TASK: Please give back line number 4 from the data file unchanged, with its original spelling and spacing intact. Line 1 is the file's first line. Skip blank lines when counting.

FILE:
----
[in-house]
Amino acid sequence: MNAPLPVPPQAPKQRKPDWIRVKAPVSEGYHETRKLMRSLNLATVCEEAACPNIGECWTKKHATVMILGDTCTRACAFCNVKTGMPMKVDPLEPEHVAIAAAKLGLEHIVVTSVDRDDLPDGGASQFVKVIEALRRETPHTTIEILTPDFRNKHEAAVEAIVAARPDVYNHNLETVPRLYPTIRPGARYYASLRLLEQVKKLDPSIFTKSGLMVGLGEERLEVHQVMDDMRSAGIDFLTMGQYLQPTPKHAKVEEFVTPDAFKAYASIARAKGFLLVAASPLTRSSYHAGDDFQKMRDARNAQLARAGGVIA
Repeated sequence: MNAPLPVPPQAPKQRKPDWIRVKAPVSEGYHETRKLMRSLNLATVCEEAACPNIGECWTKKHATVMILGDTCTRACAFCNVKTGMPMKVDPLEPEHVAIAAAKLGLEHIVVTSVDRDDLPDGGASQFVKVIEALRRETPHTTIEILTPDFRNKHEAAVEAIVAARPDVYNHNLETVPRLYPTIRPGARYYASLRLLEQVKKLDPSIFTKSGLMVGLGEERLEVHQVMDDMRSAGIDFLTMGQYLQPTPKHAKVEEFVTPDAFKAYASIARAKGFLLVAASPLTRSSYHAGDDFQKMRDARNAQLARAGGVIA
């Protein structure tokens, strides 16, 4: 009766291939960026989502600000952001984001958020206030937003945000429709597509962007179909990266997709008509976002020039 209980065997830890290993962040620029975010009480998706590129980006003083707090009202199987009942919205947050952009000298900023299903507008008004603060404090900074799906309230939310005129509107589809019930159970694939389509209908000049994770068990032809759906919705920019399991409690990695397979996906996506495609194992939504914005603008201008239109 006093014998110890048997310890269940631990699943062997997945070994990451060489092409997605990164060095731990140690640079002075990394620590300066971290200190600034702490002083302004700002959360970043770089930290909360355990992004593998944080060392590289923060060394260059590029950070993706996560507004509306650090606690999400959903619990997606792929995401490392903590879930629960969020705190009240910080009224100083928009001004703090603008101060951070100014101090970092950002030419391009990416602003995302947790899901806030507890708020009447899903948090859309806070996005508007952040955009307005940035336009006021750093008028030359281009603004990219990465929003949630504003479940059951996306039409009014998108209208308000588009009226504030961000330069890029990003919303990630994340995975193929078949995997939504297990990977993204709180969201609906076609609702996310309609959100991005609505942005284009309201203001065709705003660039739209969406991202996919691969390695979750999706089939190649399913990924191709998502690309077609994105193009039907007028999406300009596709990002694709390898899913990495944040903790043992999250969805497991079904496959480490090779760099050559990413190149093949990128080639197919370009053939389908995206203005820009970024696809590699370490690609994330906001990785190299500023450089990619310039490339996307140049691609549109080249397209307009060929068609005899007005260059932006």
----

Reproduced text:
């Protein structure tokens, strides 16, 4: 009766291939960026989502600000952001984001958020206030937003945000429709597509962007179909990266997709008509976002020039 209980065997830890290993962040620029975010009480998706590129980006003083707090009202199987009942919205947050952009000298900023299903507008008004603060404090900074799906309230939310005129509107589809019930159970694939389509209908000049994770068990032809759906919705920019399991409690990695397979996906996506495609194992939504914005603008201008239109 006093014998110890048997310890269940631990699943062997997945070994990451060489092409997605990164060095731990140690640079002075990394620590300066971290200190600034702490002083302004700002959360970043770089930290909360355990992004593998944080060392590289923060060394260059590029950070993706996560507004509306650090606690999400959903619990997606792929995401490392903590879930629960969020705190009240910080009224100083928009001004703090603008101060951070100014101090970092950002030419391009990416602003995302947790899901806030507890708020009447899903948090859309806070996005508007952040955009307005940035336009006021750093008028030359281009603004990219990465929003949630504003479940059951996306039409009014998108209208308000588009009226504030961000330069890029990003919303990630994340995975193929078949995997939504297990990977993204709180969201609906076609609702996310309609959100991005609505942005284009309201203001065709705003660039739209969406991202996919691969390695979750999706089939190649399913990924191709998502690309077609994105193009039907007028999406300009596709990002694709390898899913990495944040903790043992999250969805497991079904496959480490090779760099050559990413190149093949990128080639197919370009053939389908995206203005820009970024696809590699370490690609994330906001990785190299500023450089990619310039490339996307140049691609549109080249397209307009060929068609005899007005260059932006």